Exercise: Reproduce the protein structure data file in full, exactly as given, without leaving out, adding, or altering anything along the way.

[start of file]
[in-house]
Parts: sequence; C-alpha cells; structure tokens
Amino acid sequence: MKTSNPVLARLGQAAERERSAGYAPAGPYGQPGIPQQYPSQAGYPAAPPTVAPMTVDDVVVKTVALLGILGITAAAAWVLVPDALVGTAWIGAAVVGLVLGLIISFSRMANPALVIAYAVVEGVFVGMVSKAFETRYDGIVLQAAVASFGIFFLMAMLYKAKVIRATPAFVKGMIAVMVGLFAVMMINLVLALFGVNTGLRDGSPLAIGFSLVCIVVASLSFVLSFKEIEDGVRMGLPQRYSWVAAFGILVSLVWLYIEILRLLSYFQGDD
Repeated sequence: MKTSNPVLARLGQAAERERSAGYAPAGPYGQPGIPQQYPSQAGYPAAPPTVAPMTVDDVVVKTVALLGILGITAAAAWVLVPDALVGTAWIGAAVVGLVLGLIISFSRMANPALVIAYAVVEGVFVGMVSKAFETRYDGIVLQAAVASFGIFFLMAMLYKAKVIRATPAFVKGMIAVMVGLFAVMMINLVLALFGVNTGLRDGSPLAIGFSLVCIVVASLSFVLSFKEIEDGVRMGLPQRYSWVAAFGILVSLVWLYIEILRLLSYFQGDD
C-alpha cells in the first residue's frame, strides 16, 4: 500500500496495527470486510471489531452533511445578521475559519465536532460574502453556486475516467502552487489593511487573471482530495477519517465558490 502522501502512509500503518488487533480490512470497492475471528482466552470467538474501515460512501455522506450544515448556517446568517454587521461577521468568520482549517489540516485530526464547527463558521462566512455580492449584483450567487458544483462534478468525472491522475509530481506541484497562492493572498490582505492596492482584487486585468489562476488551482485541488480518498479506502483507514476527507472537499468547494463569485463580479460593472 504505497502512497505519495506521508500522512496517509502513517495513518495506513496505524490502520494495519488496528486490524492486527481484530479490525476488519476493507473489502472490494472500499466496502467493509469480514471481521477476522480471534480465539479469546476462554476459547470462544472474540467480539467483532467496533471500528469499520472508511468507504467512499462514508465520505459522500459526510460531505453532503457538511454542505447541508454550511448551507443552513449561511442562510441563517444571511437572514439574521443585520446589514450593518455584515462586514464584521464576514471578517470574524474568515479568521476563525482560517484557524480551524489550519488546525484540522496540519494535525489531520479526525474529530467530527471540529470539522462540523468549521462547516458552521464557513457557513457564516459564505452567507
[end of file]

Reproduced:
[in-house]
Parts: sequence; C-alpha cells; structure tokens
Amino acid sequence: MKTSNPVLARLGQAAERERSAGYAPAGPYGQPGIPQQYPSQAGYPAAPPTVAPMTVDDVVVKTVALLGILGITAAAAWVLVPDALVGTAWIGAAVVGLVLGLIISFSRMANPALVIAYAVVEGVFVGMVSKAFETRYDGIVLQAAVASFGIFFLMAMLYKAKVIRATPAFVKGMIAVMVGLFAVMMINLVLALFGVNTGLRDGSPLAIGFSLVCIVVASLSFVLSFKEIEDGVRMGLPQRYSWVAAFGILVSLVWLYIEILRLLSYFQGDD
Repeated sequence: MKTSNPVLARLGQAAERERSAGYAPAGPYGQPGIPQQYPSQAGYPAAPPTVAPMTVDDVVVKTVALLGILGITAAAAWVLVPDALVGTAWIGAAVVGLVLGLIISFSRMANPALVIAYAVVEGVFVGMVSKAFETRYDGIVLQAAVASFGIFFLMAMLYKAKVIRATPAFVKGMIAVMVGLFAVMMINLVLALFGVNTGLRDGSPLAIGFSLVCIVVASLSFVLSFKEIEDGVRMGLPQRYSWVAAFGILVSLVWLYIEILRLLSYFQGDD
C-alpha cells in the first residue's frame, strides 16, 4: 500500500496495527470486510471489531452533511445578521475559519465536532460574502453556486475516467502552487489593511487573471482530495477519517465558490 502522501502512509500503518488487533480490512470497492475471528482466552470467538474501515460512501455522506450544515448556517446568517454587521461577521468568520482549517489540516485530526464547527463558521462566512455580492449584483450567487458544483462534478468525472491522475509530481506541484497562492493572498490582505492596492482584487486585468489562476488551482485541488480518498479506502483507514476527507472537499468547494463569485463580479460593472 504505497502512497505519495506521508500522512496517509502513517495513518495506513496505524490502520494495519488496528486490524492486527481484530479490525476488519476493507473489502472490494472500499466496502467493509469480514471481521477476522480471534480465539479469546476462554476459547470462544472474540467480539467483532467496533471500528469499520472508511468507504467512499462514508465520505459522500459526510460531505453532503457538511454542505447541508454550511448551507443552513449561511442562510441563517444571511437572514439574521443585520446589514450593518455584515462586514464584521464576514471578517470574524474568515479568521476563525482560517484557524480551524489550519488546525484540522496540519494535525489531520479526525474529530467530527471540529470539522462540523468549521462547516458552521464557513457557513457564516459564505452567507